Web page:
Two things happened yesterday that don’t seem unrelated. First, there was the release of a new poll in Ohio that showed Mitt Romney pulling closer to President Obama but still trailing by four points – thanks to a massive 36-point gender gap. Then came Romney’s statement to an editorial board that “there’s no legislation with regards to abortion that I’m familiar with that would become part of my agenda.”
This is an extension of the strategy Romney employed at last week’s debate, simply playing dumb when confronted with the aspects of conservative ideology that are difficult to market outside the Republican Party base. In this case, there is a clear urgency for Romney in creating distance between himself and the right’s recent fixation on reproductive issues: A recent Bloomberg poll of swing voters in Ohio and Virginia found Romney leading among married mothers by a few points in each state – with the potential to open much bigger leads if he can work around the concerns they have about his views on women’s issues.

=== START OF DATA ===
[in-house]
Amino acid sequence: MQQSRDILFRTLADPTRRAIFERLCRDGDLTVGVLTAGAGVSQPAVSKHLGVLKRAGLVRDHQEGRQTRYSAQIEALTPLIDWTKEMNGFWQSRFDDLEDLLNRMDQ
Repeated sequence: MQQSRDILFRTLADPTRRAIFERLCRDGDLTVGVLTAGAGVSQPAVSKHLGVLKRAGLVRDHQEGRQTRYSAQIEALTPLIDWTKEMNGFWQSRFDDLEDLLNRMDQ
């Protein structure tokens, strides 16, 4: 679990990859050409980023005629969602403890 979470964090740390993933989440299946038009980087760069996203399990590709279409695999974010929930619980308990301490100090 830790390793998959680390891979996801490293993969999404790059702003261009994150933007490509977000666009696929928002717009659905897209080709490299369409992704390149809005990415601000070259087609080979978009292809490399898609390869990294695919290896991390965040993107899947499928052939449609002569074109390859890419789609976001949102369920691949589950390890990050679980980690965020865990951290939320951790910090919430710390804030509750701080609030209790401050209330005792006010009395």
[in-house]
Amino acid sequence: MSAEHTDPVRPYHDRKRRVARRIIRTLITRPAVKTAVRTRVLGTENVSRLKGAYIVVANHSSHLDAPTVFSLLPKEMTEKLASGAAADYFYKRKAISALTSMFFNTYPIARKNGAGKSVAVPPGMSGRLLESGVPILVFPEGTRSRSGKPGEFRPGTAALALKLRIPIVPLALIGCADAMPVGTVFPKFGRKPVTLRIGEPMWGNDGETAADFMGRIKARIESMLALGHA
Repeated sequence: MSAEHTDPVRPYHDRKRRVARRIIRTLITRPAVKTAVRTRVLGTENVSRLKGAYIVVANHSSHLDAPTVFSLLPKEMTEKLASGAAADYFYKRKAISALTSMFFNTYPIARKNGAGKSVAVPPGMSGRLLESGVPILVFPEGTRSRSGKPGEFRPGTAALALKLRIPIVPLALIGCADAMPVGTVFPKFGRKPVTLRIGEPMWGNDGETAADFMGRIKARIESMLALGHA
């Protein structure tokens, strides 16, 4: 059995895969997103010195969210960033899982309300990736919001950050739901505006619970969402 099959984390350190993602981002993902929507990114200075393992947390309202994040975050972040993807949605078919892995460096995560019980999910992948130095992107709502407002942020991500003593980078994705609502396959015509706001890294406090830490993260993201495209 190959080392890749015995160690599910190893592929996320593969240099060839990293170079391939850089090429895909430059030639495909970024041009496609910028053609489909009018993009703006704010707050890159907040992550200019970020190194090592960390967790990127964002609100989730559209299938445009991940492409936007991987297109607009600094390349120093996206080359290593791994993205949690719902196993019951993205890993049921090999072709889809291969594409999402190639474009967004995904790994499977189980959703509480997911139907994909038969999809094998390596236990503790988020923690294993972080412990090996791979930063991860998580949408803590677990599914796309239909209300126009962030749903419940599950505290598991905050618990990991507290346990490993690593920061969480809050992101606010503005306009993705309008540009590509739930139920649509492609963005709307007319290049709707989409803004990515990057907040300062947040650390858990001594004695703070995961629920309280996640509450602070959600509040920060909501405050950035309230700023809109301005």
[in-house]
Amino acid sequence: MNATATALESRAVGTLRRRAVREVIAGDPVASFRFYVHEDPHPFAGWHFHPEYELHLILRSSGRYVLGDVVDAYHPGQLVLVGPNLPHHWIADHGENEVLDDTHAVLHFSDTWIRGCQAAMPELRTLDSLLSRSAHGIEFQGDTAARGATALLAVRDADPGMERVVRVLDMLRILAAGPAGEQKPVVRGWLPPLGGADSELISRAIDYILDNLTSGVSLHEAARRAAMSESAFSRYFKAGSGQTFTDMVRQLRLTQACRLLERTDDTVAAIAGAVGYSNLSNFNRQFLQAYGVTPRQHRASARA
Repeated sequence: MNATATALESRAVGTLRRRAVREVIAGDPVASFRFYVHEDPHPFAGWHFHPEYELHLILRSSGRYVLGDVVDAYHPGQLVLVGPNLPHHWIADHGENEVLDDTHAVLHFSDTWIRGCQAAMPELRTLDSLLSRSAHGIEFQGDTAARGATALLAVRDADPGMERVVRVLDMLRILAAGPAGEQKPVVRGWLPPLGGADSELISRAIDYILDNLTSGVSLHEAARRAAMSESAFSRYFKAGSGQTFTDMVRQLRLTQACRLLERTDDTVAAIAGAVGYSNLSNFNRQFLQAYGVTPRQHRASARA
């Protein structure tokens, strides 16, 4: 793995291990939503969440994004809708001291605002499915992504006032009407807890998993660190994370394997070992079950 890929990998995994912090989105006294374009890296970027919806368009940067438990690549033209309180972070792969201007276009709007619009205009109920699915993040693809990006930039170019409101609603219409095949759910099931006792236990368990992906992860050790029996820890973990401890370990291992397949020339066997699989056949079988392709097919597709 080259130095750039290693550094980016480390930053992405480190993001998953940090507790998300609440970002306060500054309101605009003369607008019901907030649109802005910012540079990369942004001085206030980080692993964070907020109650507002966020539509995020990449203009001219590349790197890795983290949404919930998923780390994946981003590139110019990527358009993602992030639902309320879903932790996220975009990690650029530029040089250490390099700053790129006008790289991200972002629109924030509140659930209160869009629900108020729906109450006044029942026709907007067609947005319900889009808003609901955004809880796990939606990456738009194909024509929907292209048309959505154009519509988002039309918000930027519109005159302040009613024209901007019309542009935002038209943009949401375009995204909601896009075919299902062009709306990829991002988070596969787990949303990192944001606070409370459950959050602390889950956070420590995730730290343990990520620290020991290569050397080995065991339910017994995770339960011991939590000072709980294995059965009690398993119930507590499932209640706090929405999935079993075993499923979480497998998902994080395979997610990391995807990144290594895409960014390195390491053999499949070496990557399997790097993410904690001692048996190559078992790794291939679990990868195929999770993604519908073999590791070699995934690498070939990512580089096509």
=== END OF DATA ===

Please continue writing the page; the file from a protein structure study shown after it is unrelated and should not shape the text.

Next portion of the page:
Romney, the Bloomberg poll showed, enjoys a clear advantage among these women on the economy, but has been hindered by, among other things, his vow to de-fund Planned Parenthood, his opposition to Obama’s decision to mandate insurance coverage of birth control, and his anti-abortion position. The new Ohio numbers, from a CNN poll released yesterday, speak to Romney’s challenge. Among men in the Buckeye State, he’s now clobbering Obama, 56 to 42 percent. But with women, Obama is winning by a 60-38 percent margin. That translates into a 51-47 percent overall lead for the president, but if Romney can erode Obama’s advantage with women even a little, he can make up that ground.
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